A Year With C. S. Lewis: Daily Readings From His Classic Works
A C. S. Lewis devotee knows that Lewis died the same day as President Kennedy. Though it's not mentioned in the jacket copy --- and the book includes no introduction --- that forty-year commemoration might have been the catalyst for this new compilation of 366 daily readings drawn from what the publisher calls his (capital-letter) Signature Classics: MERE CHRISTIANITY, THE SCREWTAPE LETTERS, THE GREAT DIVORCE, THE PROBLEM OF PAIN, MIRACLES and A GRIEF OBSERVED, plus (apparently perceived in some other category) THE WEIGHT OF GLORY and THE ABOLITION OF MAN.
Drawing on this bank, this book provides food for thought more than for devotion. Readers looking for a devotional aid will need to make a conscious leap to apply the material to a personal line of prayer. And yet the presented theological, philosophical and sociological points, all focused by Lewis's Christian worldview, do serve to draw the reader to a keener awareness of God's presence, character and role; his being, creations and relationships.
The one-page selections have been deftly arranged by Patricia Klein, who in times past edited the annual Cahill calendars featuring quotable lines from Lewis and his Inkling cohorts. She has given each reading a clear but not clever title that orients readers going into a selection and grounds them coming out: "Love the Sinner . . .", "The Real Test", "Nice Is Not Enough", and "How Marriage Reconciles."
Her selections are well organized. Each stands on its own, but many, usually from one source, for four or five days at a time thematically build on one another. We spend a week in March, for example, noting the pitfalls of pride (from MERE CHRISTIANITY) before being introduced to "Humility 101" (from THE SCREWTAPE LETTERS).
Although the first SCREWTAPE entry (January 13) includes a paragraph that explains the first-person, demonist voice of this novel, an unwary reader unfamiliar with that book's tongue-in-cheek style can be confused later on. Trying to head off said confusion, Klein has added an italicized tag onto each SCREWTAPE reading (i.e., "Screwtape reveals a powerful tool for distraction").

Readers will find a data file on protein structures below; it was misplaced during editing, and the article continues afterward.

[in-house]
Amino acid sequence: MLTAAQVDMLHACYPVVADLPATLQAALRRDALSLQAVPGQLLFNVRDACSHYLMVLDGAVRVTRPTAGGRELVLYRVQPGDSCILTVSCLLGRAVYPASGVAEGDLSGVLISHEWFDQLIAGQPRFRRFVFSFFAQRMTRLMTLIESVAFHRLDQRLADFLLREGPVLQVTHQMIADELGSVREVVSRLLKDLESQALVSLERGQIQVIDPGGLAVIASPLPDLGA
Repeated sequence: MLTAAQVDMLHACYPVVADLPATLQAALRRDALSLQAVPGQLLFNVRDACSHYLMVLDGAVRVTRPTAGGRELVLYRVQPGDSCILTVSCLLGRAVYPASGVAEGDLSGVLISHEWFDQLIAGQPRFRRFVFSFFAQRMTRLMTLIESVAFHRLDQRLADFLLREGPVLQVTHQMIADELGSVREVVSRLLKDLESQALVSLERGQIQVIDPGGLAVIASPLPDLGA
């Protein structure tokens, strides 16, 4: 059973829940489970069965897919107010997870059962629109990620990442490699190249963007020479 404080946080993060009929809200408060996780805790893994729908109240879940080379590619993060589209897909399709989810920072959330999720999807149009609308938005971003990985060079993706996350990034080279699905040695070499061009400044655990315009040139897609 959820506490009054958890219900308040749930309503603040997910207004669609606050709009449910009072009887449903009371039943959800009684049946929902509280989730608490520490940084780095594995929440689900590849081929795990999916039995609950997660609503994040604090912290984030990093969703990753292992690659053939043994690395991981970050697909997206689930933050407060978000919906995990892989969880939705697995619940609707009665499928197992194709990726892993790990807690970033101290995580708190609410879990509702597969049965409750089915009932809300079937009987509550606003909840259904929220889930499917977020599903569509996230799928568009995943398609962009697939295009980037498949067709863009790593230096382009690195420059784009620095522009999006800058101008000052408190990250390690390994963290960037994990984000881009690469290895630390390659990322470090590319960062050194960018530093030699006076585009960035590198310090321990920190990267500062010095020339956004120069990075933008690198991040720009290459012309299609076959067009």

I personally connected most with Lewis, the man, in his readings from A GRIEF OBSERVED, in which he mourns the death of his wife. But I also connected with Lewis's God in selections from MERE CHRISTIANITY and THE WEIGHT OF GLORY.
The volume is nicely packaged: a ribbon bound into the spine to mark your place, a table of contents on a part-title page at the beginning of each month, three book-end indices. When I turned a page, I first glanced to the bottom, anticipating an occasional date-specific Lewis-biographical event: a book publication, an academic achievement, a family birth or death --- November 22, 1963, "Lewis dies at 5:30 P.M. at The Kilns, one week short of his sixty-fifth birthday. . . "
Most readings are three, four, five times longer than the one I cite below (September 27), which is the shortest in the book. As compiled in A YEAR WITH . . . Lewis only occasionally quotes Scripture and never more aptly than here, speaking of the apostle Peter's seaside conversation with Jesus: "There are questions at issue between Christians to which I do not think we have been told the answer. There are some to which I may never know the answer: if I asked them, even in a better world, I might (for all I know) be answered as a far greater questioner was answered: 'What is that to thee? Follow thou Me.' "
Reviewed by Evelyn Bence on October 21, 2003